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Urban Green

August 8, 1926 December 31, 2018
Urban Green
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Obituary for Urban Green

Jazz trombone virtuoso, Urban Clifford “Urbie” Green, 92, passed away
on Monday December 31, 2018 at Saucon Valley Manor, Hellertown,
Pennsylvania. He was the loving husband of actress and singer
Catherine "Kathy" (Prestigiacomo) Green. Born August 8, 1926, in Mobile,
Alabama, the son of the late Robert Eugene and Aurora (Blanche) Green,
Urbie is known as the “trombonist’s trombonist” and is considered to
be among the elite of the world’s trombone players due to not only his
mastery of the instrument, including his smooth, warm, mellow tone,
but also his lyrical phrasing and beautiful solos.

By the time he was sixteen, he was working professionally with Tommy
Reynolds' band. Then followed years touring with big bands led by Jan
Savitt, Frankie Carle, Gene Krupa, and Woody Herman. In October 1950,
Urbie became part of Herman’s Thundering Herd, and in 1954 won the
Down Beat International Critics Award for "New Star".

Urbie became one of the most sought-after trombonists for recording
and club work in New York City. He has recorded with Gene Krupa, Woody
Herman, Benny Goodman, Louis Armstrong, Count Basie, Leonard
Bernstein, Frank Sinatra, Billie Holiday, Tony Bennett, Peggy Lee,
Pearl Bailey, Ella Fitzgerald, Mile Davis, Charlie Parker, Coleman
Hawkins, Dizzy Gillespie, Barbara Streisand, Perry Como, Aretha
Franklin, Quincy Jones, J.J.Johnson, Antonio Carlos Jobim, Burt Bacharach, Buck Clayton and Herbie Mann.

He is a multiple winner of the Most Valuable Player Award from the
National Academy of Recording Arts and Sciences. In addition, he performed at major jazz
festivals (including the annual Celebration of the Arts (COTA) in Delaware Water Gap, PA), as well as concert halls and the White House. In a performance at Lincoln Center with an all-star
band led by Benny Carter, he was invited to perform in a special tribute to Ella
Fitzgerald, and later in Thailand, with the Benny Carter all-stars, in a
private performance for the King of Thailand. He also placed high
importance on enriching the music community through countless clinics for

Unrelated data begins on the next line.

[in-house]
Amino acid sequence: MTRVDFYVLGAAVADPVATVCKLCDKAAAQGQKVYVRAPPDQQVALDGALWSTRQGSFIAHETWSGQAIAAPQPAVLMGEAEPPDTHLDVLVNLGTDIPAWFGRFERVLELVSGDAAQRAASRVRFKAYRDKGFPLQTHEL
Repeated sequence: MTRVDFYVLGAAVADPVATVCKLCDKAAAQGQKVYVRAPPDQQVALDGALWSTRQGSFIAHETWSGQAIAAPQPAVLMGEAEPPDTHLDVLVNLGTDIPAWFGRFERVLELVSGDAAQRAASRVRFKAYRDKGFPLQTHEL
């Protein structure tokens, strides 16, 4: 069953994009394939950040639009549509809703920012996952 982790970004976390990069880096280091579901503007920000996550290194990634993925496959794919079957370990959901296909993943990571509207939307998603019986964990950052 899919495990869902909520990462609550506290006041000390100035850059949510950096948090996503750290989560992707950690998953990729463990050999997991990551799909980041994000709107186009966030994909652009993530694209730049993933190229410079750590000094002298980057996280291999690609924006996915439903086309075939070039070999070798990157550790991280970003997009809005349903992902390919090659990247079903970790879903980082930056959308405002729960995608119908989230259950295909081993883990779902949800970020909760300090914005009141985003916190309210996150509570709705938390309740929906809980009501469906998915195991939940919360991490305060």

students at high schools and colleges throughout the world.

As part of his solo career, Urbie recorded over 25 original albums
from the early 50's to the late 90's, including classics such as
"Blues and Other Shades of Green" (1955 - Paramount), "Let's Face the
Music and Dance" (1957 - RCA), "The Persuasive Trombone of Urbie
Green" (1960 - Command), "21 Trombones" (1967 - Project 3), "Urbie
Green's Big Beautiful Band" (1974 - Project 3), and "The Fox" (1976 -
CTI).

Some of his popular recordings include "Here's That Rainy Day", "Stars
Fell on Alabama", "Let's Face the Music and Dance", "The Flight of the
Bumble Bee", "Bein' Green", "Blue Flame", "You Are So Beautiful",
"Quadrabones", "Another Star", "Sing", "Perdido", "St. Louis Blues",
"Stardust", "Ave Maria", and "Ana Luiza".

Urbie can be seen and heard in the movie “The Benny Goodman Story” (1956 -
Universal) starring Steve Allen and Donna Reed. Shortly afterwards
he fronted the Benny Goodman Orchestra for a three month tour. In 1995 he
was elected into the Alabama Jazz Hall of Fame.

Urbie is survived by his wife Catherine (Kathy) and their sons Jesse and
Casey, as well as Jim, Urbie's son from his first marriage. Other
survivors include his sister Beverly (Pat) Simpson and several
grandchildren.

A private funeral service will be held on Sunday, January 20, 2019 at Bensing-Thomas
Funeral Home, 401 North 5th Street, Stroudsburg. In lieu of flowers, memorial donations may be made to the
Bensing-Thomas Funeral Home.


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